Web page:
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Kintsugi: The Japanese Art of Celebrating Brokenness

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Kintsugi: The Japanese Art of Celebrating Brokenness

“The wound is the place where the light enters you” ~ Rumi

Can you imagine a life where we do not hasten to hide our wounds, or paste a smile on our faces when we are hurting inside? At the same time, we do not mope and blame and feel eternally sorry for ourselves or murderous toward someone else? Instead, what if we are able to turn our wounds, our brokenness, into works of art?

That is exactly what the Japanese art form of Kintsugi does. When a precious porcelain object is broken, instead of repairing it and hoping that no one will see the cracks, the seams and cracks are deliberately highlighted by filling them with varnish or resin mixed with powdered gold (sometimes silver or platinum).

The lightning cracks highlighted with gold now tell the history of the object. It dignifies the brokenness, even celebrates it. Kintsugi (“golden joinery”) reflects a more general philosophy one finds in Japanese aesthetics, that of wabi-sabi – an embracing of the flawed or the imperfect. The Japanese have a word – mono no aware – which is impossible to fully translate. It is a word that can form the core of a lifelong meditation, may be the only one we need to live our amazingly beautiful flawed lives! Mono no aware has been translated as “the pathos of things.” It is a word whose contemplation can bring us in touch with the poignancy of impermanence, of the transience of things, even with our own imminent death and dissolution.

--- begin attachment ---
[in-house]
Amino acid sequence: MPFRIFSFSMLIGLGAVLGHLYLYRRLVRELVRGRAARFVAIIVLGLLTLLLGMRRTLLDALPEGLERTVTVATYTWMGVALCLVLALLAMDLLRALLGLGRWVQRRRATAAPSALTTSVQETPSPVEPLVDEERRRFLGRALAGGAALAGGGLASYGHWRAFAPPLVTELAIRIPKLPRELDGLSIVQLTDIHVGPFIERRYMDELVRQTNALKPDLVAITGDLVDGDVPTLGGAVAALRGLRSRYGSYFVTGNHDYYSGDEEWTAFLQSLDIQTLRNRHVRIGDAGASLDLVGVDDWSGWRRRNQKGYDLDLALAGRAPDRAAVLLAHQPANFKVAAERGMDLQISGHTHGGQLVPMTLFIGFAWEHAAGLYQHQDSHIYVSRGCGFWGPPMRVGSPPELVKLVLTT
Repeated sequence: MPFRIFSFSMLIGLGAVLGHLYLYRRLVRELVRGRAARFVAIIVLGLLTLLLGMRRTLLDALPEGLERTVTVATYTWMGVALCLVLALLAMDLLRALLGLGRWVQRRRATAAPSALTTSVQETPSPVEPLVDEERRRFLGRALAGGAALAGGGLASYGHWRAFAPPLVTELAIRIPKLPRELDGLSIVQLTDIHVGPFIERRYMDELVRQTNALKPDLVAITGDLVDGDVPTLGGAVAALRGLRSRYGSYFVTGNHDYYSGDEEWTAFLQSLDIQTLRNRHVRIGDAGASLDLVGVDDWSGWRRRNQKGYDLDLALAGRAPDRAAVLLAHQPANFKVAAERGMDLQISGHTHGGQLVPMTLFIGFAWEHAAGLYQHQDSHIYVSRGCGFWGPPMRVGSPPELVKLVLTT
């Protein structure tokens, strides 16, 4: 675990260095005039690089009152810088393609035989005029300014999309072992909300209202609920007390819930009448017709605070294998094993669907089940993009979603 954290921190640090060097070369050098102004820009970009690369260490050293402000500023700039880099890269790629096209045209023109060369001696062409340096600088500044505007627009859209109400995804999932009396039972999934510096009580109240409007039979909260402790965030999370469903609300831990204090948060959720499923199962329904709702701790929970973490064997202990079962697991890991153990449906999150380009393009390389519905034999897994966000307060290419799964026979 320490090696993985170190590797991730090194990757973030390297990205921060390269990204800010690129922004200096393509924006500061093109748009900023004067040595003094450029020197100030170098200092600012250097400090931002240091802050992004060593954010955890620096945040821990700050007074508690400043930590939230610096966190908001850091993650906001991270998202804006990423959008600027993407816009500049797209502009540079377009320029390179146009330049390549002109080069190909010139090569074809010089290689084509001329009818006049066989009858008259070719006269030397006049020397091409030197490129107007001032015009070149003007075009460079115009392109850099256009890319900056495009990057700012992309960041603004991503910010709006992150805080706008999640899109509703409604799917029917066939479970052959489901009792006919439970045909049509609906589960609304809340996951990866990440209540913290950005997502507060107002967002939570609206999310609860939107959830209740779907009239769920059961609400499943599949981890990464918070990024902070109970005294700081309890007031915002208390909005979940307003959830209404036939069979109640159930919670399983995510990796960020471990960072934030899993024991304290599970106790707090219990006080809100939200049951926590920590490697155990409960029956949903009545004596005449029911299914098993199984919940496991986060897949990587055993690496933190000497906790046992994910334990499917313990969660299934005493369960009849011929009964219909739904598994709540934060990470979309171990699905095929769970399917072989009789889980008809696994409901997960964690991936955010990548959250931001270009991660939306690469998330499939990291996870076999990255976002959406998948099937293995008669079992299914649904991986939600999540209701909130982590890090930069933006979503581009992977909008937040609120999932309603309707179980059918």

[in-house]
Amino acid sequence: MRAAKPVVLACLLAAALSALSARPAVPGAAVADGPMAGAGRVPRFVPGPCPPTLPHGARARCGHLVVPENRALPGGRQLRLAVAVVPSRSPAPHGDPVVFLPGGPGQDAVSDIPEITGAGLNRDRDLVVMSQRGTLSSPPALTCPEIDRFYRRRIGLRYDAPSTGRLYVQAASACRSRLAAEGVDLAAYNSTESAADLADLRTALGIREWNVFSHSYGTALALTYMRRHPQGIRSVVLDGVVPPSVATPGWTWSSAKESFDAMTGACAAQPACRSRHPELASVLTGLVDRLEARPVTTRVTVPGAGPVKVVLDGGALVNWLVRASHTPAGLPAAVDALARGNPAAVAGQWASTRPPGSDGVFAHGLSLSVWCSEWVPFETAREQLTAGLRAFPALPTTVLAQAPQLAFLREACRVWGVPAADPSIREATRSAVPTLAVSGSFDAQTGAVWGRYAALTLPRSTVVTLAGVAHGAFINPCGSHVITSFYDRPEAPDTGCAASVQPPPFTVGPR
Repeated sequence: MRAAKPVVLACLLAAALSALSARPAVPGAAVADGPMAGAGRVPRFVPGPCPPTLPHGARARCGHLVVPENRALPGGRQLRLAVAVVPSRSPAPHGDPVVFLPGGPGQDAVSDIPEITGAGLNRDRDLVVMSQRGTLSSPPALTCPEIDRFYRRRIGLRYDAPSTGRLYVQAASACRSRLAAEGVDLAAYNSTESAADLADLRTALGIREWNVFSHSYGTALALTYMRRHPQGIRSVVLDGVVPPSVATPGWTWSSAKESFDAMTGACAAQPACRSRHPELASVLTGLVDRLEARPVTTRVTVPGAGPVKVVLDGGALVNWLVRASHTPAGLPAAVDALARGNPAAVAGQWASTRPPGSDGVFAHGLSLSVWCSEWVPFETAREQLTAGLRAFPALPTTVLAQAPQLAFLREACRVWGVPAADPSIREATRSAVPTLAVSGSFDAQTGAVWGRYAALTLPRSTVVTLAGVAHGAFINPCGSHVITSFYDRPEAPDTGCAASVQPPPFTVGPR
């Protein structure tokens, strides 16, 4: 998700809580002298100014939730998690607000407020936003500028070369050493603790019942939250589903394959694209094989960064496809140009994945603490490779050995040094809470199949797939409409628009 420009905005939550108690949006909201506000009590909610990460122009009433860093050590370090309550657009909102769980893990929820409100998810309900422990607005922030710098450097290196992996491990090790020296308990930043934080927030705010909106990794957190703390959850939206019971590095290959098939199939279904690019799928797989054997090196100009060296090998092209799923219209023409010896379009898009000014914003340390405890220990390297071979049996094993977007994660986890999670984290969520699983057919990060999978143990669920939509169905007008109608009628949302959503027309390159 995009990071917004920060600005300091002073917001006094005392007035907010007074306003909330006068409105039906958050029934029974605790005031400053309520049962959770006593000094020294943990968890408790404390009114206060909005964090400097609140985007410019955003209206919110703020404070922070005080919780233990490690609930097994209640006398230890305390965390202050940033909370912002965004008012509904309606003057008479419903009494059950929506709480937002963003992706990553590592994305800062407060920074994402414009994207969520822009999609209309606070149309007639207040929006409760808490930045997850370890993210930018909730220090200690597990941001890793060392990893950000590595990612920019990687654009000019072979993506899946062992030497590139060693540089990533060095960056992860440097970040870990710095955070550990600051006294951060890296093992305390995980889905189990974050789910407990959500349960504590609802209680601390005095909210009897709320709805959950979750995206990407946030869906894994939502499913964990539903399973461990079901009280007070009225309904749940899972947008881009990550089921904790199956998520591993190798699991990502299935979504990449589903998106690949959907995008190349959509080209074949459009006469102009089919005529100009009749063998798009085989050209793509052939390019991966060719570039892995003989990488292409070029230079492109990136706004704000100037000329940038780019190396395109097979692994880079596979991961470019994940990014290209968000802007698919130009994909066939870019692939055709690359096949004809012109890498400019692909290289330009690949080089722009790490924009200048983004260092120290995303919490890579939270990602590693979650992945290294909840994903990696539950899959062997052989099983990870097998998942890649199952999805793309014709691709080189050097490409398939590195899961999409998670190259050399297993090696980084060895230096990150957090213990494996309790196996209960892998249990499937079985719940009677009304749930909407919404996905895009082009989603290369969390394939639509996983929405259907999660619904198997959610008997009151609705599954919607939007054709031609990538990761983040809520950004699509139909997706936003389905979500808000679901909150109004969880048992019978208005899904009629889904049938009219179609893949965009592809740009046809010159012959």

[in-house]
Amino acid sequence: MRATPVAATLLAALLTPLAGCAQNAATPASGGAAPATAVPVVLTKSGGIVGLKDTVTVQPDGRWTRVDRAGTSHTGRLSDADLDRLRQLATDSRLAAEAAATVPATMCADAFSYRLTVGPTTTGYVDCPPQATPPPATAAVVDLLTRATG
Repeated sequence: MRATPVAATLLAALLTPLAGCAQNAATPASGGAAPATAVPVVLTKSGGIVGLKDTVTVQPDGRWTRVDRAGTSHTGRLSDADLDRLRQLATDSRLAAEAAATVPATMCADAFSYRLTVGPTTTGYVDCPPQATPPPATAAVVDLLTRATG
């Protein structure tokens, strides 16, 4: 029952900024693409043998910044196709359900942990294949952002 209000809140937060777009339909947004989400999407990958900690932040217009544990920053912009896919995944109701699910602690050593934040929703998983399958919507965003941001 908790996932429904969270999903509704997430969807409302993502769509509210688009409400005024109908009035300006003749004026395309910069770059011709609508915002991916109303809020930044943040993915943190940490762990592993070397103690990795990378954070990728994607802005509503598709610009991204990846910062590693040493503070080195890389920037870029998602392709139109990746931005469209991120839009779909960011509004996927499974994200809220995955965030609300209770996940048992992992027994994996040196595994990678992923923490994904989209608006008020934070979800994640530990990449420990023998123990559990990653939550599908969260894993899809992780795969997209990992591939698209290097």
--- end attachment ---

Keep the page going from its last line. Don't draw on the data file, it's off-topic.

In our Western culture, the way we deal with brokenness is primarily clinical. It is a sterile, tense type of attention that we offer to a wound – external or internal. The attention has a quality of intellectual aggression. Why was this object (or this part of me) broken? Who was/is responsible? Could it have been avoided? Can it be avoided in the future? And most importantly, how can I fix it so no one can see that it/I is/am broken? This is what the Irish poet, John O’Donohue, referred to as the “neon glare” of our usual mode of attention. What if, instead, we sat with our brokenness, illuminating the space with candlelight, which in O’Donohue’s words, has a certain “hospitality for the shadow?” How would our brokenness feel then – to be held gently in this welcoming light, just as it is?

Maybe modern technology offers us a way today. We can find a piece of Kintsugi that speaks to us, and just sit with it. We can just look at the pattern of brokenness and let it wash over us. Welcome all the feelings that arise. Ride them like waves, without judging whatever arises. Trusting our inner wisdom.

We do not have to understand our brokenness. We have to learn to see the hidden gifts it bears.

Image courtesy: Wikimedia, Creative Commons License

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